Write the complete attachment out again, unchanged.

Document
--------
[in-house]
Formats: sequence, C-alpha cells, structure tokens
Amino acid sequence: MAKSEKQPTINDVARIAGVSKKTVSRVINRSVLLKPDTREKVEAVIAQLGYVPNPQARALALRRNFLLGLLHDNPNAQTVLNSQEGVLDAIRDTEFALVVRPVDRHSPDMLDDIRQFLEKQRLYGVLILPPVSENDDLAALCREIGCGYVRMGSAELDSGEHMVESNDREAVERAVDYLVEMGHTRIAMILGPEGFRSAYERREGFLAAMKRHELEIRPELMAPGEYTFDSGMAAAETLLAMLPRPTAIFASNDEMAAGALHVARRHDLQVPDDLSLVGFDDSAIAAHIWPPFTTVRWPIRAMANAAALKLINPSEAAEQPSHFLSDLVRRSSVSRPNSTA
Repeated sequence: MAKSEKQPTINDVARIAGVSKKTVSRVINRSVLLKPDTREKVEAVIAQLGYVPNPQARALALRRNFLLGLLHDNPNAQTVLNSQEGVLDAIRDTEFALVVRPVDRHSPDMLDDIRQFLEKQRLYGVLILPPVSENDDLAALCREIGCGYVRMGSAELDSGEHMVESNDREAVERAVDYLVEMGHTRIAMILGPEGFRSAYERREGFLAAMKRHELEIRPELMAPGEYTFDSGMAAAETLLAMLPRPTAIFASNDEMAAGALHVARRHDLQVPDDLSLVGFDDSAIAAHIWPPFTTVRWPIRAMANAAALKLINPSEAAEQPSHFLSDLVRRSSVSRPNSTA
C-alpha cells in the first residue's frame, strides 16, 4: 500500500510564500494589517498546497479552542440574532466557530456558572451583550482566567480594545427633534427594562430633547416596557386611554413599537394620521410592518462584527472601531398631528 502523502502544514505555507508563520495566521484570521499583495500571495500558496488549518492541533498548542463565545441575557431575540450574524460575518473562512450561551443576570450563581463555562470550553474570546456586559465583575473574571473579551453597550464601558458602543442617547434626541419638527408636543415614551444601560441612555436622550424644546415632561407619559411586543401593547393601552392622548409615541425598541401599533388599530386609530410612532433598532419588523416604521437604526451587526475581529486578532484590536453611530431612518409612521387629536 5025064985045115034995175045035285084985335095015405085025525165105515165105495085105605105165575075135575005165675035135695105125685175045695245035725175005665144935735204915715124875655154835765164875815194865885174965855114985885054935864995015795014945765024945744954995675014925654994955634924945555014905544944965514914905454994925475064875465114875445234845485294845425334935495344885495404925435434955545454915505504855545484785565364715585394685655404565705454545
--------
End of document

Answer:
[in-house]
Formats: sequence, C-alpha cells, structure tokens
Amino acid sequence: MAKSEKQPTINDVARIAGVSKKTVSRVINRSVLLKPDTREKVEAVIAQLGYVPNPQARALALRRNFLLGLLHDNPNAQTVLNSQEGVLDAIRDTEFALVVRPVDRHSPDMLDDIRQFLEKQRLYGVLILPPVSENDDLAALCREIGCGYVRMGSAELDSGEHMVESNDREAVERAVDYLVEMGHTRIAMILGPEGFRSAYERREGFLAAMKRHELEIRPELMAPGEYTFDSGMAAAETLLAMLPRPTAIFASNDEMAAGALHVARRHDLQVPDDLSLVGFDDSAIAAHIWPPFTTVRWPIRAMANAAALKLINPSEAAEQPSHFLSDLVRRSSVSRPNSTA
Repeated sequence: MAKSEKQPTINDVARIAGVSKKTVSRVINRSVLLKPDTREKVEAVIAQLGYVPNPQARALALRRNFLLGLLHDNPNAQTVLNSQEGVLDAIRDTEFALVVRPVDRHSPDMLDDIRQFLEKQRLYGVLILPPVSENDDLAALCREIGCGYVRMGSAELDSGEHMVESNDREAVERAVDYLVEMGHTRIAMILGPEGFRSAYERREGFLAAMKRHELEIRPELMAPGEYTFDSGMAAAETLLAMLPRPTAIFASNDEMAAGALHVARRHDLQVPDDLSLVGFDDSAIAAHIWPPFTTVRWPIRAMANAAALKLINPSEAAEQPSHFLSDLVRRSSVSRPNSTA
C-alpha cells in the first residue's frame, strides 16, 4: 500500500510564500494589517498546497479552542440574532466557530456558572451583550482566567480594545427633534427594562430633547416596557386611554413599537394620521410592518462584527472601531398631528 502523502502544514505555507508563520495566521484570521499583495500571495500558496488549518492541533498548542463565545441575557431575540450574524460575518473562512450561551443576570450563581463555562470550553474570546456586559465583575473574571473579551453597550464601558458602543442617547434626541419638527408636543415614551444601560441612555436622550424644546415632561407619559411586543401593547393601552392622548409615541425598541401599533388599530386609530410612532433598532419588523416604521437604526451587526475581529486578532484590536453611530431612518409612521387629536 5025064985045115034995175045035285084985335095015405085025525165105515165105495085105605105165575075135575005165675035135695105125685175045695245035725175005665144935735204915715124875655154835765164875815194865885174965855114985885054935864995015795014945765024945744954995675014925654994955634924945555014905544944965514914905454994925475064875465114875445234845485294845425334935495344885495404925435434955545454915505504855545484785565364715585394685655404565705454545